NEW YORK (Reuters) - New York City voters wrestled with antiquated voting machines and emergency ballots on Tuesday in an election to choose candidates hoping to succeed three-term Mayor Michael Bloomberg in running the most populous city in the United States.
On the Democratic side, Public Advocate Bill de Blasio leads opinion polls over City Council Speaker Christine Quinn and former city comptroller Bill Thompson in a lively primary that has featured a crowded field of candidates, a scandal over lewd pictures and a heated debate over police tactics.
De Blasio is one of the more liberal candidates on the ballot, while Quinn, who would be the city's first female and openly gay mayor, is seen as most likely to follow Bloomberg's moderate policies. Thompson lost the mayor's race in 2009 to Bloomberg, who has been mayor since January 2002 and is leaving office due to term limits.
De Blasio and Quinn each held the lead in polls at one time or another during the topsy-turvy Democratic primary race. As did former U.S. congressman Anthony Weiner, who saw his lead vanish after news that his penchant for sending women lewd pictures of himself had not ended.
If no candidate wins at least 40 percent of the vote in Tuesday's election, there will be a run-off on October 1.
On the quieter Republican side - Democrats vastly outnumber Republicans in the city of 8.3 million people - the former head of the city's mass transit agency, Joe Lhota, has led in opinion polls.
Lhota, who was former Mayor Rudy Giuliani's budget director and later his deputy mayor for operations, is facing grocery chain billionaire businessman John Catsimatidis.
Polls were due to close at 9 p.m. EDT (0100 GMT)
Voter Marvin Pasternaq, an accountant from Queens, said he was still undecided and planned to take full advantage of the late closing.
"They all talk about jobs, housing and education, because that's what the public wants to hear about," he said. "But after Election Day, who's going to deliver?"
At polling stations, voters griped about bulky 1960s-era mechanical voting machines that were breaking down and forcing the use of emergency ballots.
One voter who had to use an emergency ballot was Lhota, when the lever machine broke at his Brooklyn polling station.
"We're going back to paper ballot? Are you kidding?" Lhota said before handing out cookies to poll workers.
The mechanical voting machines were retired after the 2009 election in favor of an electronic system with optical scanners.
The state government, however, approved use of the old machines for the primary after the newer system caused delays in the vote count.
The city Board of Elections said any voter facing a non-functioning machine could use an emergency ballot and said the lever machines had a 4.3 percent failure rate when last used.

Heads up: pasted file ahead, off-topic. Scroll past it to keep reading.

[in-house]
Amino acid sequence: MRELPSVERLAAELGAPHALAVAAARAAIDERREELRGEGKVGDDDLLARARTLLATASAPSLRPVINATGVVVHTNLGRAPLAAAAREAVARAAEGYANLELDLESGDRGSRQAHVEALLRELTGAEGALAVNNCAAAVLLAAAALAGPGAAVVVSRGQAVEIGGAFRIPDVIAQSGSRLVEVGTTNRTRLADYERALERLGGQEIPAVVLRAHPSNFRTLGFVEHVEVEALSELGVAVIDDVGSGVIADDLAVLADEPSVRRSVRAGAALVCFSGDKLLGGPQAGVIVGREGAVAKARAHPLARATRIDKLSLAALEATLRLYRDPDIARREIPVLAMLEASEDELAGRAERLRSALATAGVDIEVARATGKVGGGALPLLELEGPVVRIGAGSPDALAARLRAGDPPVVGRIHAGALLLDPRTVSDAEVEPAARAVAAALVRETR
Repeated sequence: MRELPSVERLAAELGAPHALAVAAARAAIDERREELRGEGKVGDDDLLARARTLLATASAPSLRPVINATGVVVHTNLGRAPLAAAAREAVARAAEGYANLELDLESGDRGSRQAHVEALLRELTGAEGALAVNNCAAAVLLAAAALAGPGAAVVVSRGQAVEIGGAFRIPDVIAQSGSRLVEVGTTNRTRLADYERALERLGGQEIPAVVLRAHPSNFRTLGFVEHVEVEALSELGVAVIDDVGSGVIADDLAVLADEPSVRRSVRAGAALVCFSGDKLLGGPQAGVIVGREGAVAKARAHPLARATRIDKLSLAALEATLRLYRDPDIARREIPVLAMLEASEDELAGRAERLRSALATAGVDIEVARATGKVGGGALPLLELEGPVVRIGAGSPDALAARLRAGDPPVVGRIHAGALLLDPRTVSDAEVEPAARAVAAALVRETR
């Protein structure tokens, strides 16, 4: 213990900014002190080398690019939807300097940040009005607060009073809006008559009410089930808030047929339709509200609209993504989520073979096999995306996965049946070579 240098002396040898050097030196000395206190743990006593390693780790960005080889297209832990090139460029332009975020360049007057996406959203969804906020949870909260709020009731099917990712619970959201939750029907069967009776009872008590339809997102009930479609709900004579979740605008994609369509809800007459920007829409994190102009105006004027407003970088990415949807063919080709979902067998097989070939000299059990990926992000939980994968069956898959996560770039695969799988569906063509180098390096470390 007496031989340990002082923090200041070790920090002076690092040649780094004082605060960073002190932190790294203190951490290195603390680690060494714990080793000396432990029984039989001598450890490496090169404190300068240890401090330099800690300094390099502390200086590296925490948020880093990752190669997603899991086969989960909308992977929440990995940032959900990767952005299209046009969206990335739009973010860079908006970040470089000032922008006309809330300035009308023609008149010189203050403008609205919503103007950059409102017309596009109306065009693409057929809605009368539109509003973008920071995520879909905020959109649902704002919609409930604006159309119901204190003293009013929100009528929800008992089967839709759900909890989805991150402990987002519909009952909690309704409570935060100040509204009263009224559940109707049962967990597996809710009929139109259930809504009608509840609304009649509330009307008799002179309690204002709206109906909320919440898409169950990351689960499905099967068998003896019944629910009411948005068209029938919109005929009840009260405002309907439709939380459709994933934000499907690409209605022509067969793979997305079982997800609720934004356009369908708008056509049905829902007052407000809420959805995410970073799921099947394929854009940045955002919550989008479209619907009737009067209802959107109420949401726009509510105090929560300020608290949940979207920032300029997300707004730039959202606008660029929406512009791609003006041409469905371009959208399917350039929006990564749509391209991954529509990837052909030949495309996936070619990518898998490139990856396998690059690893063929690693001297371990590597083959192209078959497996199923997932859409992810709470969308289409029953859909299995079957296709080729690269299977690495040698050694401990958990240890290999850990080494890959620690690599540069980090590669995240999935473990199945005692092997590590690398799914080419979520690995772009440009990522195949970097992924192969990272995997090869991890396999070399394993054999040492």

Two opinion polls on Monday showed de Blasio leading among the Democrats - 39 percent in a Quinnipiac survey and 36 percent in an NBC 4 New York/Wall Street Journal/Marist poll.
"We expect a runoff, we're ready for a runoff, and we've been planning all along for it," de Blasio said when he voted.
In an interview with New York magazine, Bloomberg effectively threw his support behind Quinn and took issue with the prominent role de Blasio's mixed-race family played in the campaign.
He suggested the strategy was meant to fuel "class warfare" and was potentially "racist."
Chris Carr, 62, a Manhattan hairdresser said she agreed with that assessment by Bloomberg and supported Quinn.
"I voted for her because she is a woman and she is a lesbian," she said. "Those are the things I care about."
Bridget Morgan, 70, a former banker from Queens, said she supported Thompson because "he knows about money and about the law."
"I would have voted for Quinn, but she's anti-dogs and pro-landlords," she said, "and you can't have that in New York."
A local animal advocacy group has criticized Quinn, who has two rescued dogs, for her support of the carriage horse business in Central Park and accused her of opposing pro-animal measures.
Weiner, polling in fourth place, is fighting for his political life.
Resigning from Congress in 2011 after admitting he sent lewd pictures of himself to women he met online and lied about it, he had asked voters to give him a second chance.
He quickly moved to the lead, but his campaign collapsed following revelations he had sent more lewd photographs online.
Additional reporting by Hilary Russ; Editing by Ellen Wulfhorst; and Grant McCool